You must be a member of an ATA member association, such as one of the ALRTA’s six state associations, to nominate for one of the positions.  The nomination form will be available on the ATA website from 25 January.

Register to vote now

Background information about the 2017 ATA election

If you are thinking about nominating for one of the positions, let the ALRTA Secretariat know and we will do what we can to support you.


The Victorian Government is currently undertaking a review of the Owner Drivers and Forestry Contractors Act 2005 (ODFC) with responses due by 31 January 2017.

The ALRTA is assisting with this issue because there is once again the potential for mandatory minimum rates.  We have seen it with the RSRT at the Federal level, we have seen it with the General Carriers Contract Determination in NSW, and now the battleground has shifted to Victoria.  Your state might be next!

The ALRTA and LRTAV are preparing submissions on behalf of rural transporters.

If you are an owner driver that operates a heavy vehicle within Victoria or you come into Victoria from another state you could be affected by any changes to the laws.

Please consider making a short personal submission supporting our campaign against the introduction of new red tape or mandatory minimum rates for rural carriers in Victoria.

What is the ODFC?

The ODFC applies to owner drivers that supply and operate one or more vehicles (whether solely or with the use of additional relief drivers).   It covers sole operators, partnerships and corporations.

It applies to:

  • contracts made in Victoria (or that Victorian law applies to)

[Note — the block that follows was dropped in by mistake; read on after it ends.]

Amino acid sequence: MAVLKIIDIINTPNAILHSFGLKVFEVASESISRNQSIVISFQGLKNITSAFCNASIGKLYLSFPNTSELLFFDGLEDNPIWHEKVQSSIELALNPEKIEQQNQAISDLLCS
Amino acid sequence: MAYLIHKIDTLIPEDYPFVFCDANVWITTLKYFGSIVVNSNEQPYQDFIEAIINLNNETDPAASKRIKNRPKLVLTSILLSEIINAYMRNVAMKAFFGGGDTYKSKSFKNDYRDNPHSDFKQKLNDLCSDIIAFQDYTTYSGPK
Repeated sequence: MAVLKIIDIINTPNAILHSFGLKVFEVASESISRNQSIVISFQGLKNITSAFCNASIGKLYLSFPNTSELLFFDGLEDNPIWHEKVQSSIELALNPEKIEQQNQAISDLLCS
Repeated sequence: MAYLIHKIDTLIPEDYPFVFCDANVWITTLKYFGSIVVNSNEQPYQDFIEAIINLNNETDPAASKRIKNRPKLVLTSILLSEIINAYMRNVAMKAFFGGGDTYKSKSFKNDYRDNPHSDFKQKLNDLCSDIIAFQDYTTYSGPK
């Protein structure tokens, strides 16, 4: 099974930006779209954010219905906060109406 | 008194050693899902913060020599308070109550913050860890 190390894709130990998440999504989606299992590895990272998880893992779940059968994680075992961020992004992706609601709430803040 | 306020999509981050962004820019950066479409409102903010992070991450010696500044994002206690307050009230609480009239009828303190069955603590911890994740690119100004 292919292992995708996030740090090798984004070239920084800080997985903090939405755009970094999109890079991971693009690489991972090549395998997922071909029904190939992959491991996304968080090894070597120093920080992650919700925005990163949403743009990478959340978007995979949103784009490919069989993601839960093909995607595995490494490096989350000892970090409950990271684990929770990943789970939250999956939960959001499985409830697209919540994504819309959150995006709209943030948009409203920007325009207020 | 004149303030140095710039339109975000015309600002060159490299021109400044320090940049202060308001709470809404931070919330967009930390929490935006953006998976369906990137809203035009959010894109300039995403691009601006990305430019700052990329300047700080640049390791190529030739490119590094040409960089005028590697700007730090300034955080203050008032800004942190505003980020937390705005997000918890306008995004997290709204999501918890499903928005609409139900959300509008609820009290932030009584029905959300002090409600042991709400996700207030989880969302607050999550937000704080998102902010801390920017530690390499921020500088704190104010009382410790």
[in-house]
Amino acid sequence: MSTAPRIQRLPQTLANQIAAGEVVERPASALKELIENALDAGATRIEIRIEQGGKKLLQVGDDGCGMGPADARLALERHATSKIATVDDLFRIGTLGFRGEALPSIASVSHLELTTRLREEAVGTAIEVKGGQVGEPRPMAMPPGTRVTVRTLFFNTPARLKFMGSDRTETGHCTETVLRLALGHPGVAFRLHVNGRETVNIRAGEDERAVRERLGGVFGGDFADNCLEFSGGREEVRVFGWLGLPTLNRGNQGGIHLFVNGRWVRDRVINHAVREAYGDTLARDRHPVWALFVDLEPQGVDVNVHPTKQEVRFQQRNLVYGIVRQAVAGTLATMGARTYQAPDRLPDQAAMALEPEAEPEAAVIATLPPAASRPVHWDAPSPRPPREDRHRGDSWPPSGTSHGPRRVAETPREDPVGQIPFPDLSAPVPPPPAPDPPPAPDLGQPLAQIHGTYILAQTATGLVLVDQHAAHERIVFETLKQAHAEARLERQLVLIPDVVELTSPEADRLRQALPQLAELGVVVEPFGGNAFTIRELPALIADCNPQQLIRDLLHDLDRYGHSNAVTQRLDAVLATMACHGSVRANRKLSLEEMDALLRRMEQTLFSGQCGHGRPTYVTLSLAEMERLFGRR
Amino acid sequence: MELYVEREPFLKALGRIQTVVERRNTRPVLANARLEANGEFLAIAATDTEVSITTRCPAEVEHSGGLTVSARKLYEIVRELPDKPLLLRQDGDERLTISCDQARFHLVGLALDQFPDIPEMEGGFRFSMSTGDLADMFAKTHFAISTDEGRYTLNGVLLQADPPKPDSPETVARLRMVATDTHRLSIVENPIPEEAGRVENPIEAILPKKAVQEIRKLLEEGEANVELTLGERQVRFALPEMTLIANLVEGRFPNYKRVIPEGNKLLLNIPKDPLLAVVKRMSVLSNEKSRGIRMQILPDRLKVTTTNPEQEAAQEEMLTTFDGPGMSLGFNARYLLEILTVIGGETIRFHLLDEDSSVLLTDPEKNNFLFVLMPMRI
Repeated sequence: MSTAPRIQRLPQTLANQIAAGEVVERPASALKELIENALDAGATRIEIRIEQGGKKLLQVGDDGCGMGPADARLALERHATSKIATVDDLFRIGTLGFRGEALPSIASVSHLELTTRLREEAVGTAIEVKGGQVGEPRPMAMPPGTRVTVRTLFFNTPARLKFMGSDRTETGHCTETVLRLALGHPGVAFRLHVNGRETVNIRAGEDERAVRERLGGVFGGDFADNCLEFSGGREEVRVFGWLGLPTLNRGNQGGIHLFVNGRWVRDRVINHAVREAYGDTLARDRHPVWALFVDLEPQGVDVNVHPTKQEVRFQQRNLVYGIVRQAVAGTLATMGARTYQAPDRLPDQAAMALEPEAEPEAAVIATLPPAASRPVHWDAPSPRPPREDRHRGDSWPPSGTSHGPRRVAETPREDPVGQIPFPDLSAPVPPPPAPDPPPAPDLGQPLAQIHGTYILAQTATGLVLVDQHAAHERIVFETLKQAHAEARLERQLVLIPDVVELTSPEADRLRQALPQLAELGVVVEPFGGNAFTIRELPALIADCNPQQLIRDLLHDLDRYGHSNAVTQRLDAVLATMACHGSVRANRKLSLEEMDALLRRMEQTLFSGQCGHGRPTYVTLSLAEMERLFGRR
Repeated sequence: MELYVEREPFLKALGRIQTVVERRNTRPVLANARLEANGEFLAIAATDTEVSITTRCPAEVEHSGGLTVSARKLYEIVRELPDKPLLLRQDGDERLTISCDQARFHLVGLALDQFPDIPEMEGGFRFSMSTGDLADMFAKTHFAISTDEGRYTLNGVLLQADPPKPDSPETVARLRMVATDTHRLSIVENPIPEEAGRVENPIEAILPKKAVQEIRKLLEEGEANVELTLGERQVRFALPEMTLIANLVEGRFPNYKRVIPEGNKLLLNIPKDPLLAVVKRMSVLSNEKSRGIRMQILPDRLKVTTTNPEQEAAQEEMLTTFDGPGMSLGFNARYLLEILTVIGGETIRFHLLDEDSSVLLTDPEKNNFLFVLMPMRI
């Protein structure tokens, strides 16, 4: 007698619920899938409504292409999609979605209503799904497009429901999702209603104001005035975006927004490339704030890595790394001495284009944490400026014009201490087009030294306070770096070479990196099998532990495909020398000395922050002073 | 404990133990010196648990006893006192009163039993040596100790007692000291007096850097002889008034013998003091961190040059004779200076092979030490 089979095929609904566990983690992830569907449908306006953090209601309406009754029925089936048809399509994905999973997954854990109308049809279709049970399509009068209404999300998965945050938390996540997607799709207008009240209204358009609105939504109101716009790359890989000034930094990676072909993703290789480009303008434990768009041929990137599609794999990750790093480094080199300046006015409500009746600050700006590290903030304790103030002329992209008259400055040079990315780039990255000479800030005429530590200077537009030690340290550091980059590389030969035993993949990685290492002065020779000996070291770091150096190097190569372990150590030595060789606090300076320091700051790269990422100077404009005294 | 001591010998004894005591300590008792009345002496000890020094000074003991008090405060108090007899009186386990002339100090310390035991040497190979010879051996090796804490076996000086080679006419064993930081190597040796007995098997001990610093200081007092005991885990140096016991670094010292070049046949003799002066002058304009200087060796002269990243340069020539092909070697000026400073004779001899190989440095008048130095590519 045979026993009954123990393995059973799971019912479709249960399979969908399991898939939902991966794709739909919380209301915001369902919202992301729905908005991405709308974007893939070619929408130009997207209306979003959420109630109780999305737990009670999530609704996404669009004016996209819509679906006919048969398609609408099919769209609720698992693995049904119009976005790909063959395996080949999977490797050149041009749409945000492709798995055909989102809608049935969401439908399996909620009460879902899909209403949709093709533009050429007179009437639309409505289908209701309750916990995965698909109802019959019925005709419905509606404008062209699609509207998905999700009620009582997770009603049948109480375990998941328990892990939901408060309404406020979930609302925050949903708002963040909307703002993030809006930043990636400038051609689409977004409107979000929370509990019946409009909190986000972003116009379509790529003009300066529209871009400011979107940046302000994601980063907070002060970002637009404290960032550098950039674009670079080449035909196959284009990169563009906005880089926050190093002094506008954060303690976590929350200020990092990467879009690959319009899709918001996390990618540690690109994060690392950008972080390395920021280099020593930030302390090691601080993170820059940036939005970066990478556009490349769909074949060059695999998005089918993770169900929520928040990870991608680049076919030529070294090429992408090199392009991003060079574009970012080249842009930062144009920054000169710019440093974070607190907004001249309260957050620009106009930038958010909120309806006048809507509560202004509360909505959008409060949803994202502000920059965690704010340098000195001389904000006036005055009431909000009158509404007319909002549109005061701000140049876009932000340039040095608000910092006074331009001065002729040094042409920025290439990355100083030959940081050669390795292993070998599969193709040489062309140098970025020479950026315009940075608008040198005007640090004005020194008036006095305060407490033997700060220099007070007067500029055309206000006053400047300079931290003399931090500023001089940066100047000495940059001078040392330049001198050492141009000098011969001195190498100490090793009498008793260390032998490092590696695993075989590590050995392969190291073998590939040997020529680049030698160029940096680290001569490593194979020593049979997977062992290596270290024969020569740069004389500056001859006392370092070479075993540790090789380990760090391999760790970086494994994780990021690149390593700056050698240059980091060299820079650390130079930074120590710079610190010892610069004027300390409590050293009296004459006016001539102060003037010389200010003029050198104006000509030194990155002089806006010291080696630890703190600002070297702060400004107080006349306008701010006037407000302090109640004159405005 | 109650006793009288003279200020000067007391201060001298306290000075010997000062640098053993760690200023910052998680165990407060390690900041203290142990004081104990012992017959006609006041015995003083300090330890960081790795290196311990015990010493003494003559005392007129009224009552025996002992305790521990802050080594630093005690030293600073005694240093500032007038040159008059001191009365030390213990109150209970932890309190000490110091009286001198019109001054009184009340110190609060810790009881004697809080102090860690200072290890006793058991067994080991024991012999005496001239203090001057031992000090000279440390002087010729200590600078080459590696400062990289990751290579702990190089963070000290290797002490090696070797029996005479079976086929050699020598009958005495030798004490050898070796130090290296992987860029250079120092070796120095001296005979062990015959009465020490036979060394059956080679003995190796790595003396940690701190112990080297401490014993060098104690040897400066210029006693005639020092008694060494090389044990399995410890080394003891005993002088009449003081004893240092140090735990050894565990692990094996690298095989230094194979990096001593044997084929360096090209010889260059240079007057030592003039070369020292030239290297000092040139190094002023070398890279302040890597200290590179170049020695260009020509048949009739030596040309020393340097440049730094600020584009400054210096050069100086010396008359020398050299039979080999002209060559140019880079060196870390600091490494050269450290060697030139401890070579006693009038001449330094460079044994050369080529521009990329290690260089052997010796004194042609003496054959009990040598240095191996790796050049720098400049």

• transport of goods wholly within Victoria
  • interstate journeys where a substantial part of the services are performed in Victoria

The ODFC provides that:

  • The Minister must develop and publish rates schedules for fixed and variable heavy vehicle operating costs
  • Hirers and freight brokers must give contractors & tenderers an information booklet and a copy of the rates schedules (some exceptions apply for short-term work)
  • Contracts must be in writing with specified minimum content
  • Notice be given when contracts are terminated, or a payment made in lieu of notice
  • Hirers cannot require a contractor to pay insurance costs if a copy of current policy has not been provided
  • Hirers cannot make other deductions for services or equipment except in specified circumstances
  • Hirers and contractors are permitted use negotiating agents
  • A Code of Practice be prescribed that can apply to classes of hirers and operators
  • Unconscionable conduct is prohibited
  • Disputes may be referred to the Small Business Commissioner, with rules on costs, processes, representation and time limits